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Global shipping costs falling at rates not seen ‘in decades’ in lead up to Christmas

Global shipping costs falling at rates not seen ‘in decades’ in lead up to Christmas

The cost of sea freight is plummeting as countries raise interest rates amid fears of a global recession, but it may not necessarily result in cheaper imports for Australian consumers, stakeholders say.

Key points:

  • Global shipping costs are falling fast after spiking during the pandemic
  • Australia’s shipping costs are also falling but comparatively less than global markets
  • Exporters hope to regain access to markets they lost due to prohibitive costs

Nearly 80 per cent of the world’s trade is transported in 12-metre shipping containers but costs soared during the COVID-19 pandemic, peaking in September last year

Brian Hack is the director of Western Australia-based EES Shipping, one of Australia’s major international freight forwarders.

He says global shipping costs are now falling “drastically”, and are doing so in the lead up to Christmas for the first time in decades.

“All these companies that were buying big and trying to bring in lots of Christmas stock have basically slammed on the brakes and cut orders, so there’s heaps of extra capacity within the freight world,” Mr Hack said. 

A large container ship close to the coast carrying a large load of shipping containers

Shipping containers during the height of the pandemic were expensive and difficult to secure.(Supplied: Joe Becker,

“What that means is shipping lines don’t want to send vessels half empty. They prefer them to be full, so the easiest way for them to gain business is to drop rates. 

“It seems that they tumbled a lot faster than when they went up a few years ago.”

Mr Hack said the biggest fall had been in trans-Pacific and trans-Atlantic freight.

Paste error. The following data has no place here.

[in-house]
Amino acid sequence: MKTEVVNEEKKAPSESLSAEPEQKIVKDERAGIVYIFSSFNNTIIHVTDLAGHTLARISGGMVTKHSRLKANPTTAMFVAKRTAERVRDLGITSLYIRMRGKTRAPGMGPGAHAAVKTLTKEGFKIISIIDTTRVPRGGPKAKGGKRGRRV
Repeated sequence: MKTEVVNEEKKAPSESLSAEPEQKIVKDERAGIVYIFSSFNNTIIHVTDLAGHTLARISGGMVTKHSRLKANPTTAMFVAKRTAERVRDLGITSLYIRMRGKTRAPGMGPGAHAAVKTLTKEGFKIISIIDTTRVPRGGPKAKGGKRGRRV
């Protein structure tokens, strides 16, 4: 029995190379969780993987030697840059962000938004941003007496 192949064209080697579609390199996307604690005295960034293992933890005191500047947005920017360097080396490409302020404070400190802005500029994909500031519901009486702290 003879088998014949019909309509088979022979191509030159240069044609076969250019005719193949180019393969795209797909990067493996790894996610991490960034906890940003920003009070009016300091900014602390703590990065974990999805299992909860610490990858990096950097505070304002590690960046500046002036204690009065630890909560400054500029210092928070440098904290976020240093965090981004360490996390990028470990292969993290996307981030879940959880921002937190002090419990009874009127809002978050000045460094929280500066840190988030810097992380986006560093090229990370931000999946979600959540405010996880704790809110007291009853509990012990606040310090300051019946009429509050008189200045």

It previously cost up to $US20,000 [$31,894] to send a 12-metre container from China to the United States.

This had fallen to $US3,000 or $US4,000, which Mr Hack said was almost pre-pandemic levels. 

Falls expected to continue

Mr Hack said in Australia 12 months ago it cost $15,000 to send a 12-metre container to China. This was now $6,000, which is still much higher than pre-COVID costs of about $2,000.

“Prices have dropped significantly [for Australia] but it’s not the rates that we had pre-pandemic,” he said.  

“We’ll probably see rates continue to fall, which is quite interesting for this time of year because it’s pre-shopping season.

“Normally rates are on the increase for this time of year …  I don’t think I’ve seen them [dropping at this time of year] in decades.” 

Mr Hack said it would be “interesting” to see if freight savings were passed on to consumers, but he said the falling US dollar would negate some savings.

Relief for export businesses 

John Orr from Premium Grain Handlers said it was a relief to see global container prices fall. 

A man with a beard looks at the camera with shipping containers in the background

John Orr from Premium Grain Handlers says cost increases priced it out of some markets.(Supplied: John Orr)

Mr Orr’s business model involves buying grain from farmers and sending it to international markets in shipping containers. 

When container prices began rising at the end of 2020 and spiked last year, Mr Orr found himself priced out of his traditional markets in the European Union and Middle East. 

“Into India it’s costing us $240 a tonne, relative to $50 a tonne [pre-COVID] just for the ocean freight component of our transport,” he said. 

“Such a big increase in freight cost has a big impact on our ability to supply these markets.”

Mr Orr said prior to COVID, he was sending grain to the Middle East and Indian subcontinent regions, but when freight rates increased dramatically, many customers could not absorb price increases. 

Along with the increasing availability of containers, he said falling costs would help his company return to markets it had not been competitive in.

“The drop in freight rates will enable us to pass those international prices to growers, which is something I’m sure growers will look forward to,” Mr Orr said. 

person holds big handful of grain with two hands

Exporting grain via sea freight became significantly more expensive during the pandemic.(ABC Rural: Laurissa Smith)

Further relief in easing tension

Mr Orr said his company was able to send grain to China during the price hike.

“Anything east of Singapore we were able to continue to supply, but the volumes that we were able to supply was larger into China, where the shipping companies wanted their containers sent,” he said. 

But Mr Orr said strained diplomatic relations between Australia and China had created concerns for the company, and did result in a returned shipment of triticale to Australia from China.

He said he was relieved to see tensions ease. 

Aside from container prices, Mr Orr said there were other increased costs in the shipping supply chain, such as container terminal charges.

He said it now cost $120 to book a container at a wharf, where previously it had cost nothing.

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